Thursday, June 28, 2012


Mathlands was created by Mamanijo and comprises of 6 games. While most of these games do require some math, this is more of an app for puzzle solvers and logical thinkers than straight-up math lovers. So where does this app fit in for the typical math student? Price: Two games are free, the rest are an in-app purchase for $1.99. There is also another in-app purchase for $0.99 if you want to play all the games together. Careful not to confuse one purchase with the other.

Device Requirements: Compatible with iPad.Requires iOS 4.3 or later.

Developmental Appropriateness: For kids, and even adults, who like logic problems like these (The Tower of Hanoi is a typical example) this is a great app to flex those muscles. It's done in a kid-friendly way - for example on one of the more typical math word problem games, the word problem is presented within a comic strip, adding a bit of fun to what may be a boring math problem. I like that it adds some "help" materials at the bottom in some of the tasks to help kids solve the problem. For kids who are pretty strong in math already, this is a great way to get them to increase their flexibility in math thinking. However, for kids who may not be great at math and or love these types of puzzles, this app does not offer enough support to win them over. The "help" materials aren't enough to help a kid who doesn't know where to begin. There's a hint part, but it basically just tells you the answer. There's no leveling of hints - to get you going if you're stuck. Also, more kid-friendly information on the strategies would be useful too. Even as an adult, I could solve the games, but for some, I couldn't really tell you what I was doing to get the answer. Being able to express the strategy is important to truly understanding the concept. The app gives a "puzzle history" and provides the solution, but the text is long and reads like a textbook. In sum, I like that these games make kids think about math in a different way, but it doesn't offer enough support to reach kids of all skill levels and for me to think of it as educational/instructional rather than just-for fun. Rating: 3.5/5 (aim for around 7 years).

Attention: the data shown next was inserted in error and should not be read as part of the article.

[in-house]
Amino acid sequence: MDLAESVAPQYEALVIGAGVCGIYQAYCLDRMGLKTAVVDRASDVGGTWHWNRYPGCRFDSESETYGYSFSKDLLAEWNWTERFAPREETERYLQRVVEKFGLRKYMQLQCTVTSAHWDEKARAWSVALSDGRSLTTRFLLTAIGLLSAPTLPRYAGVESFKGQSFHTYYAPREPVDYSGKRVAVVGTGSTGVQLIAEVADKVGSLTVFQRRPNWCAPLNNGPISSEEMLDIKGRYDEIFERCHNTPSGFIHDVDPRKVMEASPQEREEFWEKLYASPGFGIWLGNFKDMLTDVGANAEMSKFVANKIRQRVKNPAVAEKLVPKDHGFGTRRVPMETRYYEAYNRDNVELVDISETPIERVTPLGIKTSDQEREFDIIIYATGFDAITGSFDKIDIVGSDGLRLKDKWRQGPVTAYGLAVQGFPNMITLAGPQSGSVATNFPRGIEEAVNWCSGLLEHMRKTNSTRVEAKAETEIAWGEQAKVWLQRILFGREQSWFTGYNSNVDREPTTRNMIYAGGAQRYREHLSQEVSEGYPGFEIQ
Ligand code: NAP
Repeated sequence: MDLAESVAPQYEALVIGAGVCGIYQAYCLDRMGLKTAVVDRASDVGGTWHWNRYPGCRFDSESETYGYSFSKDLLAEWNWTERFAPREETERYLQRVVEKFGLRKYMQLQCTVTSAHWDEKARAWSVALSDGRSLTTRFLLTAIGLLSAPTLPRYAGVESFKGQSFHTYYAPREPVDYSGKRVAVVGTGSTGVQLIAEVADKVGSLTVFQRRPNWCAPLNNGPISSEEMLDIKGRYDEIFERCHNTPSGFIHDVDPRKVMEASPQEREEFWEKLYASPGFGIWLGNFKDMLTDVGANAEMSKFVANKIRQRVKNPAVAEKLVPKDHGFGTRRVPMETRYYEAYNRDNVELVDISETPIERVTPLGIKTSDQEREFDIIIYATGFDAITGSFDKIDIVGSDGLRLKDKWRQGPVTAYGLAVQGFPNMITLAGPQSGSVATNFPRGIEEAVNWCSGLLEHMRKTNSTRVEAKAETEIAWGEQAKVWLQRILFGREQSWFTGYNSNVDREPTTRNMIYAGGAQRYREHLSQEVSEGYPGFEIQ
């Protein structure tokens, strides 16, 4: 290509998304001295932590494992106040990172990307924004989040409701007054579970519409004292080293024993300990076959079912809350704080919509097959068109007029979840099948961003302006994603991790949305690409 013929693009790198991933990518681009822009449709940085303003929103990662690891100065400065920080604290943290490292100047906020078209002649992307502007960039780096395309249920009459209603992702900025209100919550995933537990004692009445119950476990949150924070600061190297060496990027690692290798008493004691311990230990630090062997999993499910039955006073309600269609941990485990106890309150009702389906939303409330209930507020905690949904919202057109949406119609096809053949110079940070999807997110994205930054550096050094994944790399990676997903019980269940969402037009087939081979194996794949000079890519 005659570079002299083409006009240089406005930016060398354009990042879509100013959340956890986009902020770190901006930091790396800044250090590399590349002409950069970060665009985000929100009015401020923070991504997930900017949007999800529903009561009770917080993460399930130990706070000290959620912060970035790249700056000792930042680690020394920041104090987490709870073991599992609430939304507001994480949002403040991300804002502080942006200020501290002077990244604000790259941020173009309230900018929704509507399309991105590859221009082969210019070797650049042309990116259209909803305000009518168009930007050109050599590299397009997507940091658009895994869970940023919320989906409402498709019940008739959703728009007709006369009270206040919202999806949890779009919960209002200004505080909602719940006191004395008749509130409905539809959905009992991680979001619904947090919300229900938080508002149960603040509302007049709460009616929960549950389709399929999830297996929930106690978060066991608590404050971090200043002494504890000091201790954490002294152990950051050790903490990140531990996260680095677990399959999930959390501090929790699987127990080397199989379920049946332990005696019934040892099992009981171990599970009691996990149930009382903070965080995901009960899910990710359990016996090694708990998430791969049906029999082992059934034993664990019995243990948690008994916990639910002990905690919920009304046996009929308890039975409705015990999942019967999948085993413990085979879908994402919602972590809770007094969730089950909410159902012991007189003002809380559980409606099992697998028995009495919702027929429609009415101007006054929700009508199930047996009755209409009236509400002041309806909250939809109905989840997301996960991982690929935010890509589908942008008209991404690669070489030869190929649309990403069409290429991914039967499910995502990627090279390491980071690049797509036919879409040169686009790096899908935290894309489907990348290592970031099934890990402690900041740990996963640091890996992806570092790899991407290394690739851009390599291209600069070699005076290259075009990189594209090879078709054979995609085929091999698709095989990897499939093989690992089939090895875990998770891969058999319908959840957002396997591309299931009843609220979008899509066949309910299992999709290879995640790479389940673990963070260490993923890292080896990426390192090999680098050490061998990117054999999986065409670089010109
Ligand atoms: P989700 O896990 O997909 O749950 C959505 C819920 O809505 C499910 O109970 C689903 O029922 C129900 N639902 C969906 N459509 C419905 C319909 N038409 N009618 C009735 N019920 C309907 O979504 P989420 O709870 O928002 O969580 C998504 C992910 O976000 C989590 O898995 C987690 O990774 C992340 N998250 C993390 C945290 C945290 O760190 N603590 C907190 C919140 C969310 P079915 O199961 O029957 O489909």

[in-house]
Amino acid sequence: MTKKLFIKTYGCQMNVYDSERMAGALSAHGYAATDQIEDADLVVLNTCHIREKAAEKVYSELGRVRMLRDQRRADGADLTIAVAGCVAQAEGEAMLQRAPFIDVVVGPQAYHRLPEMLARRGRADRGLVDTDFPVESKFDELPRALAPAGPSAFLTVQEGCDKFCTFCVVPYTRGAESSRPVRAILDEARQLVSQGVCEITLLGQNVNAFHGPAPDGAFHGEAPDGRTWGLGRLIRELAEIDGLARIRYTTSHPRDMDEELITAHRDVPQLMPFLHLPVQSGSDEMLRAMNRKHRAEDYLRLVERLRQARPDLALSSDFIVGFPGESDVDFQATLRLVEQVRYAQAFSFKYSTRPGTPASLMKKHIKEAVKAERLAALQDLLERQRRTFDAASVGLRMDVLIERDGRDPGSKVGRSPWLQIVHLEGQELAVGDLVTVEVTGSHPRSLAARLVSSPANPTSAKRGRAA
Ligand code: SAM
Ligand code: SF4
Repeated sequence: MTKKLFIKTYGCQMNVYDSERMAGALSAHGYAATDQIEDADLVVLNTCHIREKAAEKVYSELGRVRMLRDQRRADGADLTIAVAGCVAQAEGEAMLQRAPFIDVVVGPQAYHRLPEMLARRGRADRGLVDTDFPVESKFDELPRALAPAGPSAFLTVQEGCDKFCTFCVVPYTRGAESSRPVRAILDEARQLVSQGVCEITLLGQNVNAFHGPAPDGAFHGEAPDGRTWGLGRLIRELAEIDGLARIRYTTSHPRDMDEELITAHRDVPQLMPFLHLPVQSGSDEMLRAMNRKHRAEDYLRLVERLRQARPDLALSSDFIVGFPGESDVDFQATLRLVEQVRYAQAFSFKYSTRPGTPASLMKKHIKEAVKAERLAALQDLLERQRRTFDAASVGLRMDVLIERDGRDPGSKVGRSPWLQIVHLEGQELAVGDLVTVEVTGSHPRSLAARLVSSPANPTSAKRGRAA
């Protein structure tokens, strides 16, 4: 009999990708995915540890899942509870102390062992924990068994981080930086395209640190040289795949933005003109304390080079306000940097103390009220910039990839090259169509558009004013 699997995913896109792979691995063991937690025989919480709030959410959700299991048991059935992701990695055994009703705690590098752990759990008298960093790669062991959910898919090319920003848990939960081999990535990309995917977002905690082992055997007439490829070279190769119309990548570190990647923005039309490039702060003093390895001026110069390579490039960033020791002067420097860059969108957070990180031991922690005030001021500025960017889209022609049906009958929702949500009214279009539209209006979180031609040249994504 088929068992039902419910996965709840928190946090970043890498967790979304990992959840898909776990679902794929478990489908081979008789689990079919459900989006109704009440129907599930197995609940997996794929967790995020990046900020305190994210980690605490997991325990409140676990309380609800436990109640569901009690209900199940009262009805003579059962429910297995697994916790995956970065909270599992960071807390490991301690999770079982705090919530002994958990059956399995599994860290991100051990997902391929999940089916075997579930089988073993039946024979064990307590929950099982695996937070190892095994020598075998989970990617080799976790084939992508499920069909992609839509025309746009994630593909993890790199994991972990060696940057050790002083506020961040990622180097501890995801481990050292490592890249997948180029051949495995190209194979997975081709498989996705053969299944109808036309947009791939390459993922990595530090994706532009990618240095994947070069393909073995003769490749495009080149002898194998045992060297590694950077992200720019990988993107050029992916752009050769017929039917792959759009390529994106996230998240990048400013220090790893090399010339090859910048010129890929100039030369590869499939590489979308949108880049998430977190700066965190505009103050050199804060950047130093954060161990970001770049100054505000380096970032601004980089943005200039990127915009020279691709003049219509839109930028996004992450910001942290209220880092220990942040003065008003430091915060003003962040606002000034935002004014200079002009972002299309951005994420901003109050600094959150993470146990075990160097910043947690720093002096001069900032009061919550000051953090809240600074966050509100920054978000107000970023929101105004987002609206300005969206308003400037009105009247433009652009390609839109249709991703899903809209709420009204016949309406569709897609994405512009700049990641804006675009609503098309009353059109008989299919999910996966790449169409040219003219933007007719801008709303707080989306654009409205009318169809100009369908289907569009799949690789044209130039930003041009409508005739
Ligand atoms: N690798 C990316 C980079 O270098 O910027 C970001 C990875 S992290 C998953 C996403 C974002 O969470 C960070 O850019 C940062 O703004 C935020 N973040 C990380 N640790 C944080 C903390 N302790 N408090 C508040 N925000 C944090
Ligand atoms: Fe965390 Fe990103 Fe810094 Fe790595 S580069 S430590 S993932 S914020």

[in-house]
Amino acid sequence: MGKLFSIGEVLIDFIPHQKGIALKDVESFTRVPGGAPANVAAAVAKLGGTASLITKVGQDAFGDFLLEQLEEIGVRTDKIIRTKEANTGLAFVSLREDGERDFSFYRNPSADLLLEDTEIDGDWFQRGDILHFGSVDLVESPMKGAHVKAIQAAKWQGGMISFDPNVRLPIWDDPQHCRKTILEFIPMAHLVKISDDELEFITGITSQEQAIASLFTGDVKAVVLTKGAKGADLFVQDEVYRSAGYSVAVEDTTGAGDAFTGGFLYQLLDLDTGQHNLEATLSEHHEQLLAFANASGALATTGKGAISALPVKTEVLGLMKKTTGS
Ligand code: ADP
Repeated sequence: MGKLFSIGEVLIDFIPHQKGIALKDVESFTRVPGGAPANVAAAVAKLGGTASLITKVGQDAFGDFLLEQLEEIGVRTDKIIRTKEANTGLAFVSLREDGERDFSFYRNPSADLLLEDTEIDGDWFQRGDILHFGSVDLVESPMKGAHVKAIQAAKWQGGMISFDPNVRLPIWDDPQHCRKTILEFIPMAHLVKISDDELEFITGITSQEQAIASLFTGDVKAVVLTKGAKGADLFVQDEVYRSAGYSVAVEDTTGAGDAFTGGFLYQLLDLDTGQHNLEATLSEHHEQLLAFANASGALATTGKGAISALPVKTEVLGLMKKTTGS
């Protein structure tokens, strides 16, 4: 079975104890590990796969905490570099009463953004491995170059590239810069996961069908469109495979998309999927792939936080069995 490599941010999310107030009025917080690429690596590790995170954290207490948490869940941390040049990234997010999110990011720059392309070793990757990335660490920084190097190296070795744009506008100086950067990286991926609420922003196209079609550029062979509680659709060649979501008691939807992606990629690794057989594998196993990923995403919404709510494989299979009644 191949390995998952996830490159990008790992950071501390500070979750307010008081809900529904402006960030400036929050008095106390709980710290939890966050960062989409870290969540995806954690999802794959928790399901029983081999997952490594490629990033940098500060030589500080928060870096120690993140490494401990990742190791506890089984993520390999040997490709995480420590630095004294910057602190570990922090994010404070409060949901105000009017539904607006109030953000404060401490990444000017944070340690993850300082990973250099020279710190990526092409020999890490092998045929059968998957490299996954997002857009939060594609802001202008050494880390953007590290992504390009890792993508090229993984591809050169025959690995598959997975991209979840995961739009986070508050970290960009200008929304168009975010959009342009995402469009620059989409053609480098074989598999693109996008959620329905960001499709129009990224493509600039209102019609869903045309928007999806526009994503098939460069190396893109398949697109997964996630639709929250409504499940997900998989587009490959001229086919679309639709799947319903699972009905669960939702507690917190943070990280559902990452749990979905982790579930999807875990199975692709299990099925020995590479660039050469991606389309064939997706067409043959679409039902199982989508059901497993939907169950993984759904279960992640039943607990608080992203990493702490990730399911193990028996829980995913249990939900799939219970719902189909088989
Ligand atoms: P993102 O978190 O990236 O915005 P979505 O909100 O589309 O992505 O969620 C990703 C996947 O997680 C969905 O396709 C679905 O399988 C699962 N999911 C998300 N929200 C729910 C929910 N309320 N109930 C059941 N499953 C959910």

Balance: The features in each of the games are focused on the task. A bit more instruction could be given for the tasks. For example, in the water task, you have to get a goal number of liters, but that goal goes away. If you go to instructions, the instructions only talk about the goal of the first problem. I'll admit it, I kept forgetting what the goal was - and I couldn't get to that information unless I started over. Rating: 4/5

Sustainability: The games keep getting harder and harder so there's enough challenge, even for adults. If you've purchased the game portion (so it's not just free-play), it will keep track of what level you're on. However, it doesn't really save your times and records. I feel these are the kinds of puzzles that people would enjoy sharing - to tell people how they figured it out. So some sort of social, sharing element would be nice. Rating: 4/5

Parental Involvement: Parents can play too! But in terms of co-playing there's not too much here. Parents can go over the puzzle history with their kids. There's no review or measure of how kids are doing and what they need to work on. I think the leveling of hints would be good so parents get be more involved in the process so it's not just get it or don't get it. Rating: 3.5/5

Total: 15 out of 20 - 4 stars

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